Vital Signs » Winter 2018
In less than a year, medical marijuana will be legal in the state of Ohio. There are those who support the move, made by the state legislature, and those who don’t. But no matter their position on the issue, much of the debate among those with opinions centers on what’s best for patients. The most discernible difference comes in defining what “best for patients” actually means. It’s not an easy question, and the reality is that the answer varies depending on who is asked. Further reducing clarity, there has been little research into the effectiveness of marijuana for most illnesses because of its federal designation as a Schedule I drug by the Drug Enforcement Administration.
So even though a patient may find personal benefit for symptoms, in most cases there are few supporting scientific studies. And that is where some see a common belief — that those using medical marijuana are just abusing the system so they can get high legally.
“A lot of progress has been made, but there is still a weird stigma,” said Shaughnessy O’Brien, 33, of Seattle. Once a research associate at Indiana University, he suffers from Crohn’s disease with chronic abdominal pain and diarrhea. “I don’t get that from anyone who knows me or knows how sick I have been, but I notice it more from people in states that don’t have medical marijuana and who have a limited frame of reference for it."
O’Brien has used marijuana to help treat his symptoms for years, and it has helped immensely. Before moving to Washington, he had to use fentanyl patches to continuously manage his pain.
“As a long-term solution, marijuana has given me better results with fewer side effects across the board,” O’Brien said. “It’s not physically addictive, it isn’t as mentally incapacitating, and it actually helps the underlying conditions responsible for my symptoms.” Crohn’s is one of 21 qualifying medical conditions laid out in the Ohio bill legalizing medical marijuana, House Bill 523. Like most on the list, including the likes of Alzheimer’s, cancer, glaucoma, and multiple sclerosis, there aren’t proper double-blind, large-sample studies with controls for standards of care that prove marijuana’s effectiveness in treatment.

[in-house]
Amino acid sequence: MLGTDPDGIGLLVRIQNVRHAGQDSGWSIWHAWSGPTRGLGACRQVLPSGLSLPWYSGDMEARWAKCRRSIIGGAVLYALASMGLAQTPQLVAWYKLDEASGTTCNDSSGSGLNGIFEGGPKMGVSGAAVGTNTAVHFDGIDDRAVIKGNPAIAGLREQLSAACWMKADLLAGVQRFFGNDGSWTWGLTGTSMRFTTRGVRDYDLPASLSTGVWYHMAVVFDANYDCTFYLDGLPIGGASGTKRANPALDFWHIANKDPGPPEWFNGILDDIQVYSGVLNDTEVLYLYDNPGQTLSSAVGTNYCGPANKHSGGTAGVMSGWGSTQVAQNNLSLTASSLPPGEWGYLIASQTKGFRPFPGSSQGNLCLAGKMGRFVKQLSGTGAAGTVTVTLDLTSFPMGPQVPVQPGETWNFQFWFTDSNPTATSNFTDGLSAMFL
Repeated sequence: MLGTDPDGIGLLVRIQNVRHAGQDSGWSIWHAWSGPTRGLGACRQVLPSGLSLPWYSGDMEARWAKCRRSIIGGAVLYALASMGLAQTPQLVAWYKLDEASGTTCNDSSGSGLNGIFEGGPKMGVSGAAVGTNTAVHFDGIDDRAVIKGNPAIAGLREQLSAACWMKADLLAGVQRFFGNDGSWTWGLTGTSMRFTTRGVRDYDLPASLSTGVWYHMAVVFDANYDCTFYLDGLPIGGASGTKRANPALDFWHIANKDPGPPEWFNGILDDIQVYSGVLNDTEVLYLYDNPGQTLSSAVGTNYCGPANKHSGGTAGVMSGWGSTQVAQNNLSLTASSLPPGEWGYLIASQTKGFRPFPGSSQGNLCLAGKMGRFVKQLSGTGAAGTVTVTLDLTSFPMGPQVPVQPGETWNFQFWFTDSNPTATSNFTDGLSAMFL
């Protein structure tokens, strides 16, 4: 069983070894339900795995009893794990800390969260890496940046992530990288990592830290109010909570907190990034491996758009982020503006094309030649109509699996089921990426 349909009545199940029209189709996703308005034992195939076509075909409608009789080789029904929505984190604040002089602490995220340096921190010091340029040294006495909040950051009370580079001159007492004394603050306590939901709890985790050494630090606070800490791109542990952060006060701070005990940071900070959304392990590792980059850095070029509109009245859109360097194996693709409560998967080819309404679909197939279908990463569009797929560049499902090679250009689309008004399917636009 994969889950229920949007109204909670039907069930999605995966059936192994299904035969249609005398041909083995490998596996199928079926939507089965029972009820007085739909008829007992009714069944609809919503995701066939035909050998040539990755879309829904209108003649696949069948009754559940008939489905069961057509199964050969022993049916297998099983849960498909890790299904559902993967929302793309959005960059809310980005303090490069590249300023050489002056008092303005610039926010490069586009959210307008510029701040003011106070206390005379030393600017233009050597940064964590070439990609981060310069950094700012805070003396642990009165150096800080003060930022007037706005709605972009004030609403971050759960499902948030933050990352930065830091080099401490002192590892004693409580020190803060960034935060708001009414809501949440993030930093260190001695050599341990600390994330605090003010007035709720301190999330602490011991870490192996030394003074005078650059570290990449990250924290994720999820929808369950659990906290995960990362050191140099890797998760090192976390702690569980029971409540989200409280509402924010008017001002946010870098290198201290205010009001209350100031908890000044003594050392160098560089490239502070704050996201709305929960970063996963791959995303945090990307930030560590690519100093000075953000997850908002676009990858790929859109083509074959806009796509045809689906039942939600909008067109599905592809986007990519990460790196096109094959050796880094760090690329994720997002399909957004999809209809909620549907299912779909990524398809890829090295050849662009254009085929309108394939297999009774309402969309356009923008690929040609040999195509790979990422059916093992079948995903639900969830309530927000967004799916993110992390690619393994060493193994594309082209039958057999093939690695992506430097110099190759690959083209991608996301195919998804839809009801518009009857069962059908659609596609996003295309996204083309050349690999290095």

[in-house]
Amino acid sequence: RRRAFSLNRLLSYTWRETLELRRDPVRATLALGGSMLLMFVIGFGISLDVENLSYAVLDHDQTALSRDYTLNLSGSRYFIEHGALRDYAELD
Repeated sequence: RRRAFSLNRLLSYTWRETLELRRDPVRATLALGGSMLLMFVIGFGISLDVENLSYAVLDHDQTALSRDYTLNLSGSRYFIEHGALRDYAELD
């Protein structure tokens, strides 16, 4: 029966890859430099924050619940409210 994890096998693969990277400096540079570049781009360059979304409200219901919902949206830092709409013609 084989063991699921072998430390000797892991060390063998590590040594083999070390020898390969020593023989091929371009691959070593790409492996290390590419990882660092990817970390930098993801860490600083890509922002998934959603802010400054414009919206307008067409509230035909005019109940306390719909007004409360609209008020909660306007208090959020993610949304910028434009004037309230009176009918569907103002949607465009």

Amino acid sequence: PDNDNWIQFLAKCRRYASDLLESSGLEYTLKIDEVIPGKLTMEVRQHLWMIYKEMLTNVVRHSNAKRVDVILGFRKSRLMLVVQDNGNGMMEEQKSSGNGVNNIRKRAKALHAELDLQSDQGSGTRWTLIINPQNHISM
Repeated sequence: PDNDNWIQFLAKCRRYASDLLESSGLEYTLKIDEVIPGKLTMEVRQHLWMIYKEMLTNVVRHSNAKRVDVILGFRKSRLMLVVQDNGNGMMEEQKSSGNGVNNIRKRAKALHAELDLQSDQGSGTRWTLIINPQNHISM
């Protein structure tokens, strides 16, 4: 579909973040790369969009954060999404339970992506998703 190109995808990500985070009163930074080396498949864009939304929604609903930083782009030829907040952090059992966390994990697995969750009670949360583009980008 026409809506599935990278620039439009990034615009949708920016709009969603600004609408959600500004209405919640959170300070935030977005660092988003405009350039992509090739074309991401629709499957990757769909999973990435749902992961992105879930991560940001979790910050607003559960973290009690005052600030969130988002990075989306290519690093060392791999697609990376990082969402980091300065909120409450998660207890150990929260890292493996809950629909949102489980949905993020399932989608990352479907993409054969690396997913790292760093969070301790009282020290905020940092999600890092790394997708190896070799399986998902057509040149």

The lack of data is the focal point of much debate surrounding its legal use. Physicians struggle with this ethical question: can it be called medicine if it hasn’t been thoroughly tested, studied, and approved for use in humans by the federal government?
“As a physician, when I have something that’s called medicine in the United States, it’s a product that the Food and Drug Administration has evaluated and looked at research that looks at the safety and efficacy and says that these are better than somebody taking a placebo or essentially a sugar pill,” said Glen Solomon, M.D., professor and chair of internal medicine and interim chair of neurology at the Boonshoft School of Medicine. “So when I prescribe an antibiotic for you — if I were to give you penicillin to treat your infection, I know that penicillin has been studied in that infection and that it works, that it’s safe to give or at least we know what the side effects are. And third, that the manufacturer has met with the requirements such that when it says penicillin on the bottle, you’re not getting something else."
O’Brien believes that what he purchases in Washington is pure because of “hands-on and transparent” production. Dried or cured flowers work best for his condition, and so quality standards are not nearly as complex as those for pharmaceutical drugs. He credits competition among vendors and quality controls such as marking each bag with a grower identifier, batch number, and harvest date, for ensuring quality issues are addressed.
Solomon’s interest in the subject has recently increased because his patients keep asking about it. As a physician who specializes in treating headache, he knows that these conversations will only become more common and wants to prepare medical students and other doctors to give the best advice possible.
He’s helping to launch the Medical Marijuana Task Force in the Department of Internal Medicine. It will educate medical students, residents and physicians about the evidence concerning medical marijuana so they can decide if they want to recommend it to their patients. And that is all they can do — it can’t be prescribed in Ohio because of its federal status.
“It was something we decided we needed to put together. The patients are going to ask,” Solomon said. “Either you work from knowledge or you work from ignorance. It’s usually a lot better to work from knowledge.” He notes that the positive experiences of a few users are essentially testimonials. There’s not much evidence there, outside of personal opinion, to sufficiently prove the effectiveness of marijuana for medical use. How, then, can physicians confidently recommend it to patients? To the best of his knowledge, the only disease that marijuana has been clinically proven to treat is Dravet’s disease, a seizure disorder.